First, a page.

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More than two dozen nuclear facilities up and down the East Coast could be ravaged by a storm expected to be of epic proportions this week.
Arnie Gundersen, the chief engineer of energy consulting company Fairewinds Associates, warns in a recent podcast that even if engineers at plants from North Carolina to New England say their plants have been shut down and are safe from disaster, it may already be too late.
During a recording uploaded to the Fairewinds website on October 28, the nuclear expert explains that facilities that are shut-down in preparation of severe storms like Sandy could still contain dangerous radioactive materials in their cooling pools for as long as two days.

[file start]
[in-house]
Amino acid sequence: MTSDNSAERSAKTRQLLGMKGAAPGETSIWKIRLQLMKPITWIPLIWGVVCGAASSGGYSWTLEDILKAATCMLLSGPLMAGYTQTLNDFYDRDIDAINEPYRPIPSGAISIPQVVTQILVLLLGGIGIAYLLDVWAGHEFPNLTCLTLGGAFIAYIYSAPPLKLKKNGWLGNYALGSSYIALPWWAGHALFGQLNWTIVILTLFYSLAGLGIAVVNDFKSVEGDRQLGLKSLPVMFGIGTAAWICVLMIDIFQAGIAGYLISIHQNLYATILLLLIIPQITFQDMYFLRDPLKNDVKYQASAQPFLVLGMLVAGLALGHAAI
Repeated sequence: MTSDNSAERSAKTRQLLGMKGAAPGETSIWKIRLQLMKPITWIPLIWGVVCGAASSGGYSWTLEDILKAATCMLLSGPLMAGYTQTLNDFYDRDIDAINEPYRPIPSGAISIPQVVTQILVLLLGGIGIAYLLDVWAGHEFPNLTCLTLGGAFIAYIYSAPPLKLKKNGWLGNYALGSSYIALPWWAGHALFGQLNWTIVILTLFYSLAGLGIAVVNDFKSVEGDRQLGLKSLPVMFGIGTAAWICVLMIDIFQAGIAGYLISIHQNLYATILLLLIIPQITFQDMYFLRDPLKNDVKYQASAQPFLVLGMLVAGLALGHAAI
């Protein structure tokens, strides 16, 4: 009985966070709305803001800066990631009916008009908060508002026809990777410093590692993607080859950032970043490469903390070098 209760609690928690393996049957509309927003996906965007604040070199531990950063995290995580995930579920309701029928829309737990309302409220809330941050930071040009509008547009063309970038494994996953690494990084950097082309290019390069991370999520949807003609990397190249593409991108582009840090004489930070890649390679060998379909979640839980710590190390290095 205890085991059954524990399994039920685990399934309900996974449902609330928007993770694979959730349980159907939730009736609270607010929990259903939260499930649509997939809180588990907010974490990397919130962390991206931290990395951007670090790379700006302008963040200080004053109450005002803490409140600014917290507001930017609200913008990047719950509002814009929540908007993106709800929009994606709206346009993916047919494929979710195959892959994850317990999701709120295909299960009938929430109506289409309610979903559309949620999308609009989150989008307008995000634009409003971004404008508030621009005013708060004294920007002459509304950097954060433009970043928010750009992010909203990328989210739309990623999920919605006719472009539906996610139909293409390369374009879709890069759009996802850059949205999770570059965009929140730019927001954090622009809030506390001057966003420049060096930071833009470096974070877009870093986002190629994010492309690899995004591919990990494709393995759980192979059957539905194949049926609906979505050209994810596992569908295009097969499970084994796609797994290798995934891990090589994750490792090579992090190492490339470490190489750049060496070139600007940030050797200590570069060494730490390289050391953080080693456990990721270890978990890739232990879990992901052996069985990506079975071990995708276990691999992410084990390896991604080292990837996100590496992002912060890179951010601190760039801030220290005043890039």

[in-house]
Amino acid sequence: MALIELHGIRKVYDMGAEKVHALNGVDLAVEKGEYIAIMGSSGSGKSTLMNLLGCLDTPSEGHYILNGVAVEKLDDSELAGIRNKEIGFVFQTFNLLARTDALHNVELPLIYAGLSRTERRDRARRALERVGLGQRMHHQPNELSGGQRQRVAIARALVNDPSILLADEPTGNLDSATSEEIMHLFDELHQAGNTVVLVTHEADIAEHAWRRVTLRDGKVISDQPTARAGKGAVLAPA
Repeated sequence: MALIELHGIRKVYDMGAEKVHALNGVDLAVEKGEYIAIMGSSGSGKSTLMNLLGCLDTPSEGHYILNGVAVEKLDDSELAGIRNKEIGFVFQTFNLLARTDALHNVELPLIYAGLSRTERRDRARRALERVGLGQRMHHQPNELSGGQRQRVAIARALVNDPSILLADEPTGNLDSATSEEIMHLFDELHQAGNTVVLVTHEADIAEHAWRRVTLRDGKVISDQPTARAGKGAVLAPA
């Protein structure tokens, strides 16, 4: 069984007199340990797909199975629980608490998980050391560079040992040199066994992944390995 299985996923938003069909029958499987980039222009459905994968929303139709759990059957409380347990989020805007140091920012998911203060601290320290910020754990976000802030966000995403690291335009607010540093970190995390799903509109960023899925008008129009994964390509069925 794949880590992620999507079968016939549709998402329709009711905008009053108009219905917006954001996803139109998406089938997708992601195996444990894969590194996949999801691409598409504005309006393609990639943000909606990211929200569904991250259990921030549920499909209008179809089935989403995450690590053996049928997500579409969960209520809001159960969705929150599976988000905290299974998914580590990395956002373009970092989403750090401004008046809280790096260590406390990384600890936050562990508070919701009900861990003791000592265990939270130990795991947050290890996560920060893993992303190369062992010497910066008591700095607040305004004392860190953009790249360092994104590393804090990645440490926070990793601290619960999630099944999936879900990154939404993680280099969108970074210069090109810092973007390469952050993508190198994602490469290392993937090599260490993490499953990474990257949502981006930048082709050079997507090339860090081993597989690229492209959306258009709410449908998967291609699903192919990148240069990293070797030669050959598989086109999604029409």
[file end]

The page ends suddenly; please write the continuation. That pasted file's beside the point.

“The plant can withstand relatively high winds, but the transmission grid can’t — that’s all those transmission towers that are all over the states,” Gundersen says. “So what’s like to happen is that power lines will go down and the plant will suffer what will call loss of offsite power,” the same thing that happened at Fukushima, Japan.